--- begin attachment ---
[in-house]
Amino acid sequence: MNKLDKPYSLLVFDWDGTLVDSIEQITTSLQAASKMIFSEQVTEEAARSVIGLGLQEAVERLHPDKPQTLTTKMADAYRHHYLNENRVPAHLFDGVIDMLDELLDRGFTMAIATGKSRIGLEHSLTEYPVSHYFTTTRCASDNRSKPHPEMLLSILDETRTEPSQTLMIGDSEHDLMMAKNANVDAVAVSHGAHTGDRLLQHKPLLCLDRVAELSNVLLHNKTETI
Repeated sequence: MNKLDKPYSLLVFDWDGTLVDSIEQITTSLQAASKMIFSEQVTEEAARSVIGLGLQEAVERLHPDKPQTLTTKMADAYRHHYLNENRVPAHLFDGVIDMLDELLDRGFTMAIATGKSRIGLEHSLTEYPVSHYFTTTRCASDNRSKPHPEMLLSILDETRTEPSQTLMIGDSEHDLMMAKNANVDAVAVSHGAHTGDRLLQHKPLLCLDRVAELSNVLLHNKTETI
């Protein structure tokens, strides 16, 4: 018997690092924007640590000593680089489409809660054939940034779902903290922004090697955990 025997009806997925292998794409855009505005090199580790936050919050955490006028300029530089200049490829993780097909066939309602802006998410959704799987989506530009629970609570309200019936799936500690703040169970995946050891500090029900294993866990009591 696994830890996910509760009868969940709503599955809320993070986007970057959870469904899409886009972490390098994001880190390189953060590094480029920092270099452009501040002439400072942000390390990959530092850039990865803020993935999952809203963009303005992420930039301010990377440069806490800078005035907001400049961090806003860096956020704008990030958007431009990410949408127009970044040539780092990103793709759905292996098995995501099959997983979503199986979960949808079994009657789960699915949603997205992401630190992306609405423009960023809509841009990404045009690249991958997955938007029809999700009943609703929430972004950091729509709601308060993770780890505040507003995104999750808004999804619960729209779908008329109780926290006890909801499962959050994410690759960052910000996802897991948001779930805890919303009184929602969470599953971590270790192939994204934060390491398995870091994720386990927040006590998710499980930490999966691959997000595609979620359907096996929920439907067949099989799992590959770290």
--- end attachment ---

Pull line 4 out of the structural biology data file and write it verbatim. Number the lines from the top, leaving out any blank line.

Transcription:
């Protein structure tokens, strides 16, 4: 018997690092924007640590000593680089489409809660054939940034779902903290922004090697955990 025997009806997925292998794409855009505005090199580790936050919050955490006028300029530089200049490829993780097909066939309602802006998410959704799987989506530009629970609570309200019936799936500690703040169970995946050891500090029900294993866990009591 696994830890996910509760009868969940709503599955809320993070986007970057959870469904899409886009972490390098994001880190390189953060590094480029920092270099452009501040002439400072942000390390990959530092850039990865803020993935999952809203963009303005992420930039301010990377440069806490800078005035907001400049961090806003860096956020704008990030958007431009990410949408127009970044040539780092990103793709759905292996098995995501099959997983979503199986979960949808079994009657789960699915949603997205992401630190992306609405423009960023809509841009990404045009690249991958997955938007029809999700009943609703929430972004950091729509709601308060993770780890505040507003995104999750808004999804619960729209779908008329109780926290006890909801499962959050994410690759960052910000996802897991948001779930805890919303009184929602969470599953971590270790192939994204934060390491398995870091994720386990927040006590998710499980930490999966691959997000595609979620359907096996929920439907067949099989799992590959770290």